¹I guess I should add, in her defense, that she cleaned her clothes in her own washer and they happened to need drying at the same time as mine.  Being dryer-less, what else was she to do?  Wait?  Though I understand where she’s coming from, it had a frustrating effect on me nonetheless, due to the way I had scheduled my day.  (Got up early to do laundry, only to have it take way longer than expected due to Dryer Girl.)  Add rap music to the mix, and the frustration was turned all the way up to eleven.  (This Is Spinal Tap, anyone?)

²As for dry, folded, and put away?  Not so much.

Somewhere, Over The Rainbow…

17 Apr

Well, what have we here?  Gorgeous gray skies, peaceful rain, and…a new post?  What? What?!

Close those jaws, friends.  That way, despite the hum of the computer and the whirr of the fan, you might — if you listen hard enough — actually hear me saying I’m sorry for being such a lame blogger as of late.  I know there’s at least one of you who cares. (See Melissa’s all-caps comment on my last post, if you don’t believe me…)(Side note for Melissa: Thanks for the kick in the butt, my friend!  It worked.)  Sorry, y’all.

So, anyway, those lame days?  Are over.  I don’t want to be lame.  (Who does, right?)  I hereby announce my plan to blog on a regular basis again!  Blogging is fun and I love all of you sweet blog-friends, so it won’t be too hard.

The hardest part, actually, was figuring out what to say after two meaty posts in a row.  It’s kind of hard to let myself switch gears from posts like “Here’s everything you ever wanted to know (and more) about my editing process” and “Here’s my treatise on beta-reading,” and go back to mundane minutiae.  Gone are the days where I write about butter knives.  (Yes. That day did, indeed, exist.  No link for you; if you really want to read it…well…have fun on that little scavenger hunt.) Butter knives aren’t interesting or relevant to much of anything — this blog has totally become more “thoughts on writing” than “thoughts on things.”  Back in the early days, I wasn’t sure what it would become, and I’ve got to say: I like being writing-focused.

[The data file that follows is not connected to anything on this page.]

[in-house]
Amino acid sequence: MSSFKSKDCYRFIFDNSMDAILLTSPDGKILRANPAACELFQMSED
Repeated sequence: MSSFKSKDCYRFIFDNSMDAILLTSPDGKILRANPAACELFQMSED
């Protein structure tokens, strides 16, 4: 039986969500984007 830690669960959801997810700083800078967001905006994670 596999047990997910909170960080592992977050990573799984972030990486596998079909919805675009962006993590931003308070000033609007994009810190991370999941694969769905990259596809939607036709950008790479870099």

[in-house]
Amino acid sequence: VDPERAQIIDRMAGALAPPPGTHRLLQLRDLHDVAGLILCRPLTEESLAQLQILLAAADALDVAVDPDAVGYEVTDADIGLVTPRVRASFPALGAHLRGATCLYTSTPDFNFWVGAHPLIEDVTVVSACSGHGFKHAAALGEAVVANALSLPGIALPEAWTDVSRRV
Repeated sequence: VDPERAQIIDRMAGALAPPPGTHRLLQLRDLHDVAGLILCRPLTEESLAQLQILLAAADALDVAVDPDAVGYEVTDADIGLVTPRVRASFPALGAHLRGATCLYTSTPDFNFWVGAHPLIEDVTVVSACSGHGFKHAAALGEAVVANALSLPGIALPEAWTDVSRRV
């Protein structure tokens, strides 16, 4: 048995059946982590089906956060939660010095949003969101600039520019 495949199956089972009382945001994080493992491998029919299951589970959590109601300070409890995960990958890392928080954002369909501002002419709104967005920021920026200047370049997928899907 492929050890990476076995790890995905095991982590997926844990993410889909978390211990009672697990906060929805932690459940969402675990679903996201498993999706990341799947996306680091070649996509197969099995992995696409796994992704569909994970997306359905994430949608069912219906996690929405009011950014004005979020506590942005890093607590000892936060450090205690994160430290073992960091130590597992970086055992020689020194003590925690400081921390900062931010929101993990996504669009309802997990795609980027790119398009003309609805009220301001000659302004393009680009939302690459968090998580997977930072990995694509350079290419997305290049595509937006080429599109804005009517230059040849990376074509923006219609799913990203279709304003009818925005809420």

That said, I need to allow myself to hang out in the deep-ish part of the pool, too.  I don’t have to pressure myself to be in diving board territory every single time.  (Don’t get me wrong, though: I don’t plan to hang out in three-year-old territory, either.)

So, I was totally going to write a whole post about Patty Griffin — my favorite musician, whose concert we attended last night¹ — and what her music has taught me about writing.  This post has morphed into something longer than I planned for, though, so I think I’ll save that for tomorrow or Monday.

Not to get all sappy on you guys, but thank you so much for being faithful blog-friends to me, even though I’ve been…you know…not so very present as of late.  You guys rock.

Mr. Cat says hello, by the way.  He’s missed you guys, too.²

¹Eeeeeee!!!!!!!!!!

²As for Mr. Dexter the Kitty, he doesn’t know what’s going on.  He’s made a recent habit out of scratching paint chips from the windowsill and scarfing them down like kitty treats.  Paint chips + terror kitten = a really spazzed out alarm clock for us on some mornings.

To Fall and Crash and Break

22 Feb

Before I update you all on Phase Two of Project: Edit, perhaps I should begin with a little story.

I’m the sort of girl who offers to make her sister’s 250 wedding invitations.  The sort of girl who, when the choices of print shop suddenly become print-shop-with-wonky-discoloration versus print-shop-with-insanely-ridiculous-prices, decides to go with neither print shop and opt instead for make-each-invite-and-response-card-with-her-own-two-loving-tender-hands.  I’m that sort of girl.

Fortunately, my sweet husband is the sort of husband who says, “Look here! I can turn the espresso-and-white maps into black-and-white maps, and squeeze eight onto a page.  This will cut costs and eliminate the issues with discoloration — then, we can do all the color copies at print-shop-with-insanely-ridiculous-prices!  Then you’ll only have to make the RSVP cards by hand, and the original price you quoted will stay about the same!”

Bless him.